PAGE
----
Don’t Get Flustered, Get Factual
By Frances Cole Jones

There appears to be an epidemic of inappropriateness pervading the job interview world these days. Several people I know have gotten questions that left them, literally, speechless — and one wasn’t so much disconcerted by a question as by the manner in which it was asked.

Following, a few suggestions I made for how each of them might have responded. If any of you have additional ideas, I’d love to hear them. (Alternatively, if you’ve been asked anything, or experienced anything, that left you confounded, I’d love to hear those stories, too.)

Q: “Do you know the average age of the people who work in this company?”

This was a question an older client of mine got when she applied for a position in a very youthful organization. While I can only speculate about what the interviewer’s intention might have been, I can tell you the result was my client left feeling shamed for even applying.

How did I recommend she handle this kind of leading question?

Leading questions demand fact-based responses. You don’t want to get into what you think your questioner is after, or do the dirty work of negating something that hasn’t been overtly stated.

Consequently, my Monday-morning quarterbacking coaching to her was to have responded, “I do.”

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100 Blog Posts to Help You Ace Any Interview

Once you’re done with your online college degree, it’s time to move on and get a job. And once you’ve landed an interview, you’re probably wondering what you should do to get ready and be prepared. With the help of these blog posts, you’ll be confident and ready to go.

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The Formula for Selling Anybody, Anything, Any Time

Originally published on AOL Jobs on Jun 30th 2010.

The Formula for Selling Anybody, Anything, Any Time

Here’s the thing: Sometimes we’re selling our ideas, sometimes we’re selling our products and, these days, many of us are selling ourselves as the best candidate for the job. With this in mind, here’s the proven formula for selling your best self to anybody, anywhere, any time.

First: Yale University did a study of the 12 most persuasive words in the English language. They discovered that the most persuasive word in the English language is “you.” Consequently, I recommend throwing it around a lot: “As I’m sure you know,” “As I’m sure you’ve heard,” “I wanted to talk to you today,” etc.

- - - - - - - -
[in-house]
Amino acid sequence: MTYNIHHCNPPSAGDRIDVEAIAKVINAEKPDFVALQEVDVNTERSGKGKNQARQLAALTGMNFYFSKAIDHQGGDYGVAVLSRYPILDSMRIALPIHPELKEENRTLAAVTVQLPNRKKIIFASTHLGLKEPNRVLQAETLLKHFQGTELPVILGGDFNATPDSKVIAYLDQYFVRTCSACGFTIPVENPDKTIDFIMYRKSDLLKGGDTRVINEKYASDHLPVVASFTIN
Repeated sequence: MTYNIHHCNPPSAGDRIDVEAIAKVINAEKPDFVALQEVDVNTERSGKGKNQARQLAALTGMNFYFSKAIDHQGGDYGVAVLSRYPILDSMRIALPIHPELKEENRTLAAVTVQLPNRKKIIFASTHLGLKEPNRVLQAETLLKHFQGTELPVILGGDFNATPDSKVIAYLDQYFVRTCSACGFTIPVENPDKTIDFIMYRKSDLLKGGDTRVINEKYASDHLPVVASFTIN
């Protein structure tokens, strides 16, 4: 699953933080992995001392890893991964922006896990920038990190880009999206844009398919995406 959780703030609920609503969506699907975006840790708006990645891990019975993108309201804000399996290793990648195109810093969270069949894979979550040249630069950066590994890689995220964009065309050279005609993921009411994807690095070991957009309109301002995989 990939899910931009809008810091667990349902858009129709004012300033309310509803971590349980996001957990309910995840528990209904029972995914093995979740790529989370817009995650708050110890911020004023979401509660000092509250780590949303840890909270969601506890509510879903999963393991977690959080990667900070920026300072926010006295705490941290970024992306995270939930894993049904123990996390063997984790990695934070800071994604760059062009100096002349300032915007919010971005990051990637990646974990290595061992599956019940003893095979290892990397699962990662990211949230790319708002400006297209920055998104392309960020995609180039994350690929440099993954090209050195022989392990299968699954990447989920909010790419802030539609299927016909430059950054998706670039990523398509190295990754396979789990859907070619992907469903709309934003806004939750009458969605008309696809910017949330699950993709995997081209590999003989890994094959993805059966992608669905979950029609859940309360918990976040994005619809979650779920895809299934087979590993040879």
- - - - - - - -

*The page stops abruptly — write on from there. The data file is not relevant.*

Second: California-based social psychologist Ellen Langer says one word in the English language increases the possibility of cooperation from 60 to 94 percent. No, that is not a typo. I will repeat: 60 to 94 percent. This word is “because.”

Lastly: The Duncan Hines Cake Mix Marketing Theory. When Duncan Hines began making cake mix, the decision to have cooks at home add the egg was made in the marketing department. Why is this effective? Because they realized that when we add the egg, we feel proud because we contributed; we can say, “I baked!”

Following, then, are three ways you can apply this formula for success:

1. A job interview scenario

When you are talking to a company about coming to work for them, you need to articulate the unique contribution you can make, so it becomes your shared success.

Too often, however, we spend our interviewing time talking about why we are right for the job. What we need to be talking about is why the job is right for us.

What might this sound like?

“I wanted to talk to you today because your job description/your company’s mission statement/your bestselling product is X, and my skill set/my personal passion/my sales experience is in Y. Applying the full force of my expertise to this job will enable us both to reach our goals.”